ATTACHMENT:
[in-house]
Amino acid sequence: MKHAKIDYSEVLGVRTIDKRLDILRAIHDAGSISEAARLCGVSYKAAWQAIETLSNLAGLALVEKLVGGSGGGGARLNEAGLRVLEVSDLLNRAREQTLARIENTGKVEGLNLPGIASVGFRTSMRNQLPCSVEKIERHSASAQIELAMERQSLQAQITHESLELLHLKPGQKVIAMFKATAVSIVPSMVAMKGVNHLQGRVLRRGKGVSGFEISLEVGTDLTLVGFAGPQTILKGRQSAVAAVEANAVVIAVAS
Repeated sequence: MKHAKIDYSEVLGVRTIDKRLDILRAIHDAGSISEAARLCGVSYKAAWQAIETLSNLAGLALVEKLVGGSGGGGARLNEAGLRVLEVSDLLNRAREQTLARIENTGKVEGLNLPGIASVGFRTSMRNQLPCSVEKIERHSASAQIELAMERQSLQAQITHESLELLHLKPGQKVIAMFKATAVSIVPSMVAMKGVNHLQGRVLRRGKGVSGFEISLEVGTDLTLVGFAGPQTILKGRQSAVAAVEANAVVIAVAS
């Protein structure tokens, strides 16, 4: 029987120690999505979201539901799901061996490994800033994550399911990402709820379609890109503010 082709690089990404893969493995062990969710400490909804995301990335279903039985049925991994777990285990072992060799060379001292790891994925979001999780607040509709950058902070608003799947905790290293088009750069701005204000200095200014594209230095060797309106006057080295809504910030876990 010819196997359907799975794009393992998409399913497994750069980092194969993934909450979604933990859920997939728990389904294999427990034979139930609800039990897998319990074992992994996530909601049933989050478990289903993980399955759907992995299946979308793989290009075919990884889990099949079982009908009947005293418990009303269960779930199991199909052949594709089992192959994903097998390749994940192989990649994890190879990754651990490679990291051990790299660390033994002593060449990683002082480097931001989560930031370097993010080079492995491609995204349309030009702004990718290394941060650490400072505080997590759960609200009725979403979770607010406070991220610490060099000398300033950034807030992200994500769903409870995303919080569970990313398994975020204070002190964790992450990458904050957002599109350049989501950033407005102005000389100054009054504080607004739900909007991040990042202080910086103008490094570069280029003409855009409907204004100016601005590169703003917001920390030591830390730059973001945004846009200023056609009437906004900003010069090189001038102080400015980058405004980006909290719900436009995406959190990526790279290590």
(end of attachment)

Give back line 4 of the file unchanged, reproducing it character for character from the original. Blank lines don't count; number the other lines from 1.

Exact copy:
């Protein structure tokens, strides 16, 4: 029987120690999505979201539901799901061996490994800033994550399911990402709820379609890109503010 082709690089990404893969493995062990969710400490909804995301990335279903039985049925991994777990285990072992060799060379001292790891994925979001999780607040509709950058902070608003799947905790290293088009750069701005204000200095200014594209230095060797309106006057080295809504910030876990 010819196997359907799975794009393992998409399913497994750069980092194969993934909450979604933990859920997939728990389904294999427990034979139930609800039990897998319990074992992994996530909601049933989050478990289903993980399955759907992995299946979308793989290009075919990884889990099949079982009908009947005293418990009303269960779930199991199909052949594709089992192959994903097998390749994940192989990649994890190879990754651990490679990291051990790299660390033994002593060449990683002082480097931001989560930031370097993010080079492995491609995204349309030009702004990718290394941060650490400072505080997590759960609200009725979403979770607010406070991220610490060099000398300033950034807030992200994500769903409870995303919080569970990313398994975020204070002190964790992450990458904050957002599109350049989501950033407005102005000389100054009054504080607004739900909007991040990042202080910086103008490094570069280029003409855009409907204004100016601005590169703003917001920390030591830390730059973001945004846009200023056609009437906004900003010069090189001038102080400015980058405004980006909290719900436009995406959190990526790279290590």